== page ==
On Friday October 1st, at San Marcos High School, marketing and AP physics teacher of 20 years, Jarrod Bradley, was arrested on suspicion of online solicitation of a minor (Penal Codes 288.2 and 288.3). The day before, a minor informed Santa Barbara police officers of inappropriate messages and explicit photographs sent to him through social media from Mr. Bradley. Mr. Bradley was taken into custody and booked into Santa Barbara County Jail. He has since been released from custody on bail.
Many on campus have been significantly impacted by this event, in an already challenging school year. Over sixty students are currently in Mr. Bradley’s classes, and hundreds more have been taught by him at some point in their high school lives. Some teachers in the science department have had Mr. Bradley as their colleague, mentor, and friend for their entire careers. Mr. Bradley was also the coach of the boys varsity tennis team, which he led to a Channel League title last spring. He worked for the college board as a reader for AP Physics exams, he taught summer school classes, and he served on the science curriculum development committee, representing San Marcos.
“He put a lot of time and effort into his lesson plans, and he listened to students’ needs,” said an anonymous student. “He was very deliberate in what he taught.”
While some students don’t agree with his teaching style, Mr. Bradley was well respected by many students, who felt that they left his class with a broader understanding of how the world works than when they entered. According to chemistry teacher of 10 years at San Marcos, Ms. Tilton, Mr. Bradley was a strong advocate for allowing freshmen to take AP Physics. Despite skepticism expressed by others who believed that freshmen needed more academic training prior to taking such a difficult class, Bradley believed in the students ability to succeed.
“He always held his students to a high level of rigor,” said Ms. Tilton. “He had a belief that kids could do more and learn more at a young age.”
Ms. Tilton has known Mr. Bradley for a long time, in both her personal and professional life. Her husband had Mr. Bradley as a teacher when he attended San Marcos, and Bradley has also played an influential role in her career.
“He has been a staple in my family’s life,” said Ms. Tilton. “He was my mentor and teacher. I knew him very well and for a long time.”
With Mr. Bradley on compulsory leave (meaning he is not to be on district property until further notice), Ms. Carver, who has taught physics at San Marcos for 5 years, will teach both of his AP Physics classes while Mr. LaForge will cover Ms. Carver’s 2nd period class. Ms. Carver has big shoes to fill, but she is more than qualified to take on Mr. Bradley’s classes.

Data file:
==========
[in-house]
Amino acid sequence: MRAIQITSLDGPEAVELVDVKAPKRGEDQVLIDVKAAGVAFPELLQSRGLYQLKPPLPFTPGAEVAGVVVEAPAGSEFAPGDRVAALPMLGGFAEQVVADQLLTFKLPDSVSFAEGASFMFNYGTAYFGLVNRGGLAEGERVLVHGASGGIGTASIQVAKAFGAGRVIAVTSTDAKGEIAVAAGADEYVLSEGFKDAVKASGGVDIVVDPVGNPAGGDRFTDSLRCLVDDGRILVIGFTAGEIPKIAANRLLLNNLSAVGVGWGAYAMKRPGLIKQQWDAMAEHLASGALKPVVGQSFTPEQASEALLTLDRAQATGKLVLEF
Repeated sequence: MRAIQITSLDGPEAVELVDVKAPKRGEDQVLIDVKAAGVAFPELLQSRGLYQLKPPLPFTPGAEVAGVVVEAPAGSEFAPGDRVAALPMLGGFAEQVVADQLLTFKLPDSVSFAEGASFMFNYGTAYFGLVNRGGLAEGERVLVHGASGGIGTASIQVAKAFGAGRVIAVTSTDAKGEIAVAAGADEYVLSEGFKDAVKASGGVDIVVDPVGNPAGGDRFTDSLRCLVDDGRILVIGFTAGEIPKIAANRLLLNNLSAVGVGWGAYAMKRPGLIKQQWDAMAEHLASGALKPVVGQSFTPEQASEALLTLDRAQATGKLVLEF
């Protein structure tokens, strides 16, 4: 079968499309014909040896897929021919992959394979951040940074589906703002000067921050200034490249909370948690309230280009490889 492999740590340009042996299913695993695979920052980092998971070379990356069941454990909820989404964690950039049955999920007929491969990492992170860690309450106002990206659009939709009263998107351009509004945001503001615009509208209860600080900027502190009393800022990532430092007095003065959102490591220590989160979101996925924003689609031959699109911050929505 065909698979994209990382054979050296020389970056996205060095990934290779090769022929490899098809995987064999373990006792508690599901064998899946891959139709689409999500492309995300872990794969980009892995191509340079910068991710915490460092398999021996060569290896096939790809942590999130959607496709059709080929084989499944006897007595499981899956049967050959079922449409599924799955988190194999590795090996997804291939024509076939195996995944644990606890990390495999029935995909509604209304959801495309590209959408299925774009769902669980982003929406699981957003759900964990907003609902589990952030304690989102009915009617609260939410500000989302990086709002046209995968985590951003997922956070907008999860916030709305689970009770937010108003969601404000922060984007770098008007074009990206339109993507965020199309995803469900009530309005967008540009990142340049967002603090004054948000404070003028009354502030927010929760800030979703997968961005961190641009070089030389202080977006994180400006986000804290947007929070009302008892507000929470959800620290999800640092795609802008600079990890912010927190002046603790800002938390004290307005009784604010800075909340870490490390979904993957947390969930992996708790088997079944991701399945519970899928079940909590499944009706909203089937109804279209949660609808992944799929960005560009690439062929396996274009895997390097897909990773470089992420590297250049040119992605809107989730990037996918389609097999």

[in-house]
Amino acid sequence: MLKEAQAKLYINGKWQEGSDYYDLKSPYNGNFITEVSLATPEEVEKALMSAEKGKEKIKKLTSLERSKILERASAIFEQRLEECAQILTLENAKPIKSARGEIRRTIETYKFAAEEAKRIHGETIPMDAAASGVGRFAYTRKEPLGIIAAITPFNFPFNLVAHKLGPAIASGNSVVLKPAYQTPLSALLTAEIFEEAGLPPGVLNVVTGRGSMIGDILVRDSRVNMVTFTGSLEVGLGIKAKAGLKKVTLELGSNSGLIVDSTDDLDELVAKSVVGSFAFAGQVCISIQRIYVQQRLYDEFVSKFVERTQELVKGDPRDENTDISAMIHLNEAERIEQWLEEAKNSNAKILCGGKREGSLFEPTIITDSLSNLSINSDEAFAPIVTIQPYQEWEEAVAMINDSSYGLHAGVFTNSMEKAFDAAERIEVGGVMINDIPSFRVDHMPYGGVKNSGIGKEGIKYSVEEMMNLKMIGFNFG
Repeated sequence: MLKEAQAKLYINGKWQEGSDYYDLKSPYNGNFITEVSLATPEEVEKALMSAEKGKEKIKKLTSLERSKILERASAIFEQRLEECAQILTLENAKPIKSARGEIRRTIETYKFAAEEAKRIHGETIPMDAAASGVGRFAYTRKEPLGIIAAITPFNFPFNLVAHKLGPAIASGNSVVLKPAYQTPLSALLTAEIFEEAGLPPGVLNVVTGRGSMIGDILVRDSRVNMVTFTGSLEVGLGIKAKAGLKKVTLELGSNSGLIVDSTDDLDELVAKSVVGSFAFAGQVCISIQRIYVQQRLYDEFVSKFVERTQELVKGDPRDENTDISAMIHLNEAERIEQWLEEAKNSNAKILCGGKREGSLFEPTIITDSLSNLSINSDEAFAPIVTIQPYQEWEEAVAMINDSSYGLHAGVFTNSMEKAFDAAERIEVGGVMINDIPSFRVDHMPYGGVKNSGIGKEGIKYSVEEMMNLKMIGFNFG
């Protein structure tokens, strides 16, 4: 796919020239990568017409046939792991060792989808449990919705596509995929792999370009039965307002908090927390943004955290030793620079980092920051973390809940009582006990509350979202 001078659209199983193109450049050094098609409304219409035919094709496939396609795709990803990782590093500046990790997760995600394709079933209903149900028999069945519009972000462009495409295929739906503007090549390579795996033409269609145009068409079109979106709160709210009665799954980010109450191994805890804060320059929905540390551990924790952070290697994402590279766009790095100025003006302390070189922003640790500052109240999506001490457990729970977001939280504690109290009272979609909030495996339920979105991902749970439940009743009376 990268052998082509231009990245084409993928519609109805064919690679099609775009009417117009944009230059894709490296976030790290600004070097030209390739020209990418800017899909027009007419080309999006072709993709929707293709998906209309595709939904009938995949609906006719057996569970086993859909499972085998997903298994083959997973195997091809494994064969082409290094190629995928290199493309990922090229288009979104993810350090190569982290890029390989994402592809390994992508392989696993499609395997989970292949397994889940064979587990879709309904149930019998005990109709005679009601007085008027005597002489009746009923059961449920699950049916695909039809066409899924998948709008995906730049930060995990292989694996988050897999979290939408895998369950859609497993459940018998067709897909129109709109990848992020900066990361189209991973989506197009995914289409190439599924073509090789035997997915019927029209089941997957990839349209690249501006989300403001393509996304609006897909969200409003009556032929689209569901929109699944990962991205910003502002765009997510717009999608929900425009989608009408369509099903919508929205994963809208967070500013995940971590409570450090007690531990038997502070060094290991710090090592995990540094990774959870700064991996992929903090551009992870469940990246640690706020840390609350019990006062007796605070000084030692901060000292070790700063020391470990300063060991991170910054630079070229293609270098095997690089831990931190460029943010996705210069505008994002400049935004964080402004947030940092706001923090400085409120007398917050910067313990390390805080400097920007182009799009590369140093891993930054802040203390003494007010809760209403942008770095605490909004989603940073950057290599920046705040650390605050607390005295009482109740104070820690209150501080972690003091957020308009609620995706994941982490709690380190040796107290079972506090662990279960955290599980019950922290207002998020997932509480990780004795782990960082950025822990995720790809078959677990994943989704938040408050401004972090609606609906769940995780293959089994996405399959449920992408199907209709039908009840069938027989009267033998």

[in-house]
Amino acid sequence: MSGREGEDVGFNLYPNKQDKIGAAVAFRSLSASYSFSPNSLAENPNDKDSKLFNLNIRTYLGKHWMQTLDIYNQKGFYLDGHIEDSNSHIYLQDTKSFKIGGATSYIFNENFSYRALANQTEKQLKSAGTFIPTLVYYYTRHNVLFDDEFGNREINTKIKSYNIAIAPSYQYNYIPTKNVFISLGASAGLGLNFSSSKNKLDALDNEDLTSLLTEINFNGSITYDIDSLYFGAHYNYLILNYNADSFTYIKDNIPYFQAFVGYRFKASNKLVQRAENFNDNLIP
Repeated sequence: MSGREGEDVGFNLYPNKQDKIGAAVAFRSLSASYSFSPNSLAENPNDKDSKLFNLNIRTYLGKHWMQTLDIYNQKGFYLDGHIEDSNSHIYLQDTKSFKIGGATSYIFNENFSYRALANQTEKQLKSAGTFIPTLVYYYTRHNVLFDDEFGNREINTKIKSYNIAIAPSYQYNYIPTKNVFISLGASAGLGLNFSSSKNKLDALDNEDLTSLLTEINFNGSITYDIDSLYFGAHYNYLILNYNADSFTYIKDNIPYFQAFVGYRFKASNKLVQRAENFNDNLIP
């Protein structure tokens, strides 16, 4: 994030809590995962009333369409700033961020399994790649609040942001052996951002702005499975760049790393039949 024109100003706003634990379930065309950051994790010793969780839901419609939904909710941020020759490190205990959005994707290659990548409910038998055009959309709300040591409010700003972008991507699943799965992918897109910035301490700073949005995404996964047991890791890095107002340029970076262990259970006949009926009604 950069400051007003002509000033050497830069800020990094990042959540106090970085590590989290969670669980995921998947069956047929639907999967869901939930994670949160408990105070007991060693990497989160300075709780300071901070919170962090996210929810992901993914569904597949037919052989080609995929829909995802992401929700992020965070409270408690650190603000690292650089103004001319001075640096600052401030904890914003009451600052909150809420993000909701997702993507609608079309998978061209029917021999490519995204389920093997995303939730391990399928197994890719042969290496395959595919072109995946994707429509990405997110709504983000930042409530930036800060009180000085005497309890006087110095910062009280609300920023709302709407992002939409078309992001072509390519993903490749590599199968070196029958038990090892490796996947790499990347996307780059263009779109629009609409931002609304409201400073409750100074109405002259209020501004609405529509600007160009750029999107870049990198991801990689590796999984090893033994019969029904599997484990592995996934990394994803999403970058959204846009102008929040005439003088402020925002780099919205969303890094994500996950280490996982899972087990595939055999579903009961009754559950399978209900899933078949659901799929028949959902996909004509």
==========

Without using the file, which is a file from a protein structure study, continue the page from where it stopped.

“Ms. Carver is highly trained and AP certified,” said Princical Dr. Glazer. “She has stepped up to take over, and we have every confidence that she’ll do a great job.”
“It’s a challenge, but I’m excited to work with the students,” said Ms. Carver. “I have to do a lot more preparing outside of school because I don’t have a prep period anymore, but I have a lot of material to work with from colleagues and from the school and the district.”
Mr. Bradley was considered a leader in the science department, and now the roles teachers play in the department will have to change.
“The leadership structure in our department and the district is going to change,” said Ms. Tilton. “He was a prominent physics teacher. Younger folks like myself are going to start taking on that role.”
While students and staff have had different responses to the announcement, the common theme seems to be shock and sadness. It was something that nobody could have been prepared to hear, and everyone on campus has been affected.
“It’s heartbreaking from every perspective,” said Ms. Tilton. “It’s really sad to think that there could be victims of this kind of crime from any person. I’ve known the person for so long, and to think that it could be possible is really sad.”
Ms. Tilton is concerned that an incident like this doesn’t just affect individuals, it can damage a whole school community.
“It erodes children’s trust of adults,” said Ms. Tilton. “It’s really sad because you need people to look up to.”
This is an extremely challenging situation that we have to face as a school community. For all students and families who need help, the administration and counseling staff opened the Care Center in the ACR room in the main office. Counselors have been on alert to help students in need of extra support. The District’s Crisis Care Counselors will still be available and on call even though the Care Center officially closes on Friday. According to the administration, anyone wishing to provide additional information is encouraged to contact the Santa Barbara Police Detective Sergeant Larson 805-897-2347.
Dr. Glazer is confident that we can come back from this together. If we support each other and have compassion, we will weather the storm and move forward.
“I have a great team around me, and I’m thankful for support from many people,” said Dr. Glazer. “We are a very strong and caring community, and I have every confidence that we’ll get through this.”